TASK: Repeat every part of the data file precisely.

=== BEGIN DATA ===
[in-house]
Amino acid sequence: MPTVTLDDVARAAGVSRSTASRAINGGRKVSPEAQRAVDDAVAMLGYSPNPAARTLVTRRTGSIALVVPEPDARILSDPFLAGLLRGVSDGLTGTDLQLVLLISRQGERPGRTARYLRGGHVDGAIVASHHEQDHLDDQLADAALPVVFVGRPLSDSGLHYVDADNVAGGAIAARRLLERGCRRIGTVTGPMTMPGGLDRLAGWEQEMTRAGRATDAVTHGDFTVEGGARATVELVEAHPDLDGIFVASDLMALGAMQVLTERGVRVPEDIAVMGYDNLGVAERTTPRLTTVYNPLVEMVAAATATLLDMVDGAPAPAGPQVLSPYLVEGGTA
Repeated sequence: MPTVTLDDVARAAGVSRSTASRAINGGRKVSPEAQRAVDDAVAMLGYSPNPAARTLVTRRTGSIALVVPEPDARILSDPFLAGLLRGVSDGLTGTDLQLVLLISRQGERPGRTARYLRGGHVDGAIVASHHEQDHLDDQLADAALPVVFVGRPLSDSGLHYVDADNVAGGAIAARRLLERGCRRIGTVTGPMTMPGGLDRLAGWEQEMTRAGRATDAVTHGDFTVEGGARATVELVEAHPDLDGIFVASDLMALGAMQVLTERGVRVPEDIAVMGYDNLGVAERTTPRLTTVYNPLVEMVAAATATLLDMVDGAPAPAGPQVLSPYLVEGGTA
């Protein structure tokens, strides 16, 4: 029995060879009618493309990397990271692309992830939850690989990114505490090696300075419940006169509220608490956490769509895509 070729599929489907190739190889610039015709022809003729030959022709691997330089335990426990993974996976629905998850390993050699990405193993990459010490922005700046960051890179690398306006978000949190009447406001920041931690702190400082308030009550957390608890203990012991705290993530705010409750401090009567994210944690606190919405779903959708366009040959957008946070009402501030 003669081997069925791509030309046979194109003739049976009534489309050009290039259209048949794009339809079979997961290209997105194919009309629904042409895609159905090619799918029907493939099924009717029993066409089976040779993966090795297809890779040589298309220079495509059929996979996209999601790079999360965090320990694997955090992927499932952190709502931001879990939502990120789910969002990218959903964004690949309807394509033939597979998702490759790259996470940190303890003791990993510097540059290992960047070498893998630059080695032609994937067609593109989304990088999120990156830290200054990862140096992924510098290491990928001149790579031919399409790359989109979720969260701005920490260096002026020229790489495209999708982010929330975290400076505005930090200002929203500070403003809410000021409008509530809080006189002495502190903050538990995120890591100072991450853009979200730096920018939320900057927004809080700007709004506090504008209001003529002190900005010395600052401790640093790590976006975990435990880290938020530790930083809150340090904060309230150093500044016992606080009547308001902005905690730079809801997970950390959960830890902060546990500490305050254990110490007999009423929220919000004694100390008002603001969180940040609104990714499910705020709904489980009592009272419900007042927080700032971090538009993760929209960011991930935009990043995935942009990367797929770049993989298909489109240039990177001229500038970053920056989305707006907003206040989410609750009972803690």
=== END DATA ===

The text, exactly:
[in-house]
Amino acid sequence: MPTVTLDDVARAAGVSRSTASRAINGGRKVSPEAQRAVDDAVAMLGYSPNPAARTLVTRRTGSIALVVPEPDARILSDPFLAGLLRGVSDGLTGTDLQLVLLISRQGERPGRTARYLRGGHVDGAIVASHHEQDHLDDQLADAALPVVFVGRPLSDSGLHYVDADNVAGGAIAARRLLERGCRRIGTVTGPMTMPGGLDRLAGWEQEMTRAGRATDAVTHGDFTVEGGARATVELVEAHPDLDGIFVASDLMALGAMQVLTERGVRVPEDIAVMGYDNLGVAERTTPRLTTVYNPLVEMVAAATATLLDMVDGAPAPAGPQVLSPYLVEGGTA
Repeated sequence: MPTVTLDDVARAAGVSRSTASRAINGGRKVSPEAQRAVDDAVAMLGYSPNPAARTLVTRRTGSIALVVPEPDARILSDPFLAGLLRGVSDGLTGTDLQLVLLISRQGERPGRTARYLRGGHVDGAIVASHHEQDHLDDQLADAALPVVFVGRPLSDSGLHYVDADNVAGGAIAARRLLERGCRRIGTVTGPMTMPGGLDRLAGWEQEMTRAGRATDAVTHGDFTVEGGARATVELVEAHPDLDGIFVASDLMALGAMQVLTERGVRVPEDIAVMGYDNLGVAERTTPRLTTVYNPLVEMVAAATATLLDMVDGAPAPAGPQVLSPYLVEGGTA
């Protein structure tokens, strides 16, 4: 029995060879009618493309990397990271692309992830939850690989990114505490090696300075419940006169509220608490956490769509895509 070729599929489907190739190889610039015709022809003729030959022709691997330089335990426990993974996976629905998850390993050699990405193993990459010490922005700046960051890179690398306006978000949190009447406001920041931690702190400082308030009550957390608890203990012991705290993530705010409750401090009567994210944690606190919405779903959708366009040959957008946070009402501030 003669081997069925791509030309046979194109003739049976009534489309050009290039259209048949794009339809079979997961290209997105194919009309629904042409895609159905090619799918029907493939099924009717029993066409089976040779993966090795297809890779040589298309220079495509059929996979996209999601790079999360965090320990694997955090992927499932952190709502931001879990939502990120789910969002990218959903964004690949309807394509033939597979998702490759790259996470940190303890003791990993510097540059290992960047070498893998630059080695032609994937067609593109989304990088999120990156830290200054990862140096992924510098290491990928001149790579031919399409790359989109979720969260701005920490260096002026020229790489495209999708982010929330975290400076505005930090200002929203500070403003809410000021409008509530809080006189002495502190903050538990995120890591100072991450853009979200730096920018939320900057927004809080700007709004506090504008209001003529002190900005010395600052401790640093790590976006975990435990880290938020530790930083809150340090904060309230150093500044016992606080009547308001902005905690730079809801997970950390959960830890902060546990500490305050254990110490007999009423929220919000004694100390008002603001969180940040609104990714499910705020709904489980009592009272419900007042927080700032971090538009993760929209960011991930935009990043995935942009990367797929770049993989298909489109240039990177001229500038970053920056989305707006907003206040989410609750009972803690």